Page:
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Explained: New SEBI rules for IPOs, preferential allotments, and what they seek to achieve

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SEBI has made some changes to the rules relating to IPOs and preferential allotment of shares. Here are the answers to some of the key questions around the revised rules and the objectives of the new SEBI norms.

Explained: New SEBI rules for IPOs, preferential allotments, and what they seek to achieve
Capital and commodities market regulator SEBI on Tuesday amended the rules for initial public offerings, both for investors as well as the issuing companies. The regulator also made changes to the rules relating to preferential allotment of shares. We look at some of the revised rules, and the objectives behind SEBI’s decision to introduce them.
Fund raising by companies through IPOs:
Previous rule: Companies did not have to specify how much of the funds raised would be earmarked for acquisitions, and/or for routine investments.
New rule: If the company has not identified any acquisition or investment target, the amount for this and the amount for general corporate purpose (GCP) cannot exceed 35 percent of the total amount being raised. Also, if the acquisition target is not identified, the amount cannot exceed 25 percent of the total amount raised.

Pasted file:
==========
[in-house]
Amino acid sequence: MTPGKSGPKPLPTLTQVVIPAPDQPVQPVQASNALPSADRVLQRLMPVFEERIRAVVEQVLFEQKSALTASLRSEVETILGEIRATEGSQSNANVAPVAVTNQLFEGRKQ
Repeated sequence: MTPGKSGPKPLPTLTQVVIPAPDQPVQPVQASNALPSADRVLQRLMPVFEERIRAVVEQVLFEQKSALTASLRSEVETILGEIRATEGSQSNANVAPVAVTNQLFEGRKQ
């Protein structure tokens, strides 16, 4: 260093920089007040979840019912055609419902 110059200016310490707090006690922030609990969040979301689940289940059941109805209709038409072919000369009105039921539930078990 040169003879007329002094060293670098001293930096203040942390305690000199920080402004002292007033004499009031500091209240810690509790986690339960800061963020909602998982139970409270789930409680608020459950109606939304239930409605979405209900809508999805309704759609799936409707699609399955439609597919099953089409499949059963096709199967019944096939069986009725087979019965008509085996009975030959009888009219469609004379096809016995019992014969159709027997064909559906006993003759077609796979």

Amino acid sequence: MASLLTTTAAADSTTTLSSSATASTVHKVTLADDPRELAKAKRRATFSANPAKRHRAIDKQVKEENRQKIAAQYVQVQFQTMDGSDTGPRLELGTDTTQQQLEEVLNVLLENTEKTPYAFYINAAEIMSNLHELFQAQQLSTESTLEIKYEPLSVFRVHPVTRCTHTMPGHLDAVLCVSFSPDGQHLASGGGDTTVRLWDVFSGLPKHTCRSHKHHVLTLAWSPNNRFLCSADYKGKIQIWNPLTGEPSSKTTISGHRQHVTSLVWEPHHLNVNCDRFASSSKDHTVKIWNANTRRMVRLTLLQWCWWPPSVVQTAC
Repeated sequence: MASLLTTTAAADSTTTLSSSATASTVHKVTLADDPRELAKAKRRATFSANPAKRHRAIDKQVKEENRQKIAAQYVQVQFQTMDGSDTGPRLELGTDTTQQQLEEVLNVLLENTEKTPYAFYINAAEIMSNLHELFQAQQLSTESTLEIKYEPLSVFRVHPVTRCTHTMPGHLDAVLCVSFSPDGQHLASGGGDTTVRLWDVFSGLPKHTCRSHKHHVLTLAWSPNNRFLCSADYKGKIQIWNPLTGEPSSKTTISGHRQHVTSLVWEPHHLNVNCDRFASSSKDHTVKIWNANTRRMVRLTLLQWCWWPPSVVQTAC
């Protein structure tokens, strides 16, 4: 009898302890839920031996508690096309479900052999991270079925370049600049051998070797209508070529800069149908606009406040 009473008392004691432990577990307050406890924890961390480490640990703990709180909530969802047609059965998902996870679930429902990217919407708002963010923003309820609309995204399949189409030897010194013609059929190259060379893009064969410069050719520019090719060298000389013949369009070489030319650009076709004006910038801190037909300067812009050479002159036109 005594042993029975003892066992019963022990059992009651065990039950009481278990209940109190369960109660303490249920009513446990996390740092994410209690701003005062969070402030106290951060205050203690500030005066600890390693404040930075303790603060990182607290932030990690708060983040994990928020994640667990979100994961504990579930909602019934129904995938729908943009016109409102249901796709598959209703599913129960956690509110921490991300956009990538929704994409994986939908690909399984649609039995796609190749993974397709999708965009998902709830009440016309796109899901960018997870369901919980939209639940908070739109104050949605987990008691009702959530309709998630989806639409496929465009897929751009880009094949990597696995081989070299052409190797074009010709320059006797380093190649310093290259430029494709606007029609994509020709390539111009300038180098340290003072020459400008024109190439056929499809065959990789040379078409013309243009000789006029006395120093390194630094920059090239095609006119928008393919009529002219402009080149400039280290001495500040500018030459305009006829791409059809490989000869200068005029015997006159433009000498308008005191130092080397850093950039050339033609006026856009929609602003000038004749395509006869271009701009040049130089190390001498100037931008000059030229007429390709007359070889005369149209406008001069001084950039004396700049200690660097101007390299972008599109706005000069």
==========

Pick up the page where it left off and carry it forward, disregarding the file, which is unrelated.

Reason: Many companies were raising money not because they had any specific requirement, but only because the market was hot and demand for IPOs was strong. Also, companies could be vague about how they would be using the funds raised through IPOs.
Impact: With closer scrutiny, companies may be a bit more judicious about how much money they want to raise.
Anchor investors
Previous rule: All anchor investors in an IPO had a lock-in period of 30 days from the date of allotment.
Revised rule: Anchor investors can sell half their shares after the 30-day lock-in, but can sell the remaining shares only after 90 days from the date of allotment.
Reason: Many companies were allotting shares to big name anchor investors to ensure that their IPOs got a good response from other institutional and retail investors. Many anchor investors would play along, since they could exit their investment in 30 days. This often hurt the non-institutional investors who had bought shares in the IPO and were still holding them.
Impact: Won’t affect the genuine anchor investors, but the less serious investors will think twice before investing just for the sake of endorsing the issue.